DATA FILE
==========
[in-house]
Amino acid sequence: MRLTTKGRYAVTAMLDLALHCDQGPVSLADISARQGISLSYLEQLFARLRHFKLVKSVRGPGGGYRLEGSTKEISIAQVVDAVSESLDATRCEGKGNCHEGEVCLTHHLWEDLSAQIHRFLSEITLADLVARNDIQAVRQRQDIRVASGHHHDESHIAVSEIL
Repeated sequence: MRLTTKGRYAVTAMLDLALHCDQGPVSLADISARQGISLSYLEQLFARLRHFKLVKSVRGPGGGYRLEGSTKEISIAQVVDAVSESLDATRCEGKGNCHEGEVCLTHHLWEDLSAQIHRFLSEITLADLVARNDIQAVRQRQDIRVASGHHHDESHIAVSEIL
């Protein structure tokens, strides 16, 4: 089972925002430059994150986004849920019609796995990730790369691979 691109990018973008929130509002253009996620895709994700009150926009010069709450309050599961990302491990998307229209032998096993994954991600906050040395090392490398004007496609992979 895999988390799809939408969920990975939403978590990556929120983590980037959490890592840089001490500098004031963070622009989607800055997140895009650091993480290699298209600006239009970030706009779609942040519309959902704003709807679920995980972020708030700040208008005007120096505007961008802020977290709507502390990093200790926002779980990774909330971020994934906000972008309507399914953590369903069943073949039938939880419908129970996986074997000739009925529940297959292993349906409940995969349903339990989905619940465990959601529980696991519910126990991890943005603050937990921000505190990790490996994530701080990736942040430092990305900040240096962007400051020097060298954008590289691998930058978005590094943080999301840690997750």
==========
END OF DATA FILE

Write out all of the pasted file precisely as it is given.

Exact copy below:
[in-house]
Amino acid sequence: MRLTTKGRYAVTAMLDLALHCDQGPVSLADISARQGISLSYLEQLFARLRHFKLVKSVRGPGGGYRLEGSTKEISIAQVVDAVSESLDATRCEGKGNCHEGEVCLTHHLWEDLSAQIHRFLSEITLADLVARNDIQAVRQRQDIRVASGHHHDESHIAVSEIL
Repeated sequence: MRLTTKGRYAVTAMLDLALHCDQGPVSLADISARQGISLSYLEQLFARLRHFKLVKSVRGPGGGYRLEGSTKEISIAQVVDAVSESLDATRCEGKGNCHEGEVCLTHHLWEDLSAQIHRFLSEITLADLVARNDIQAVRQRQDIRVASGHHHDESHIAVSEIL
């Protein structure tokens, strides 16, 4: 089972925002430059994150986004849920019609796995990730790369691979 691109990018973008929130509002253009996620895709994700009150926009010069709450309050599961990302491990998307229209032998096993994954991600906050040395090392490398004007496609992979 895999988390799809939408969920990975939403978590990556929120983590980037959490890592840089001490500098004031963070622009989607800055997140895009650091993480290699298209600006239009970030706009779609942040519309959902704003709807679920995980972020708030700040208008005007120096505007961008802020977290709507502390990093200790926002779980990774909330971020994934906000972008309507399914953590369903069943073949039938939880419908129970996986074997000739009925529940297959292993349906409940995969349903339990989905619940465990959601529980696991519910126990991890943005603050937990921000505190990790490996994530701080990736942040430092990305900040240096962007400051020097060298954008590289691998930058978005590094943080999301840690997750």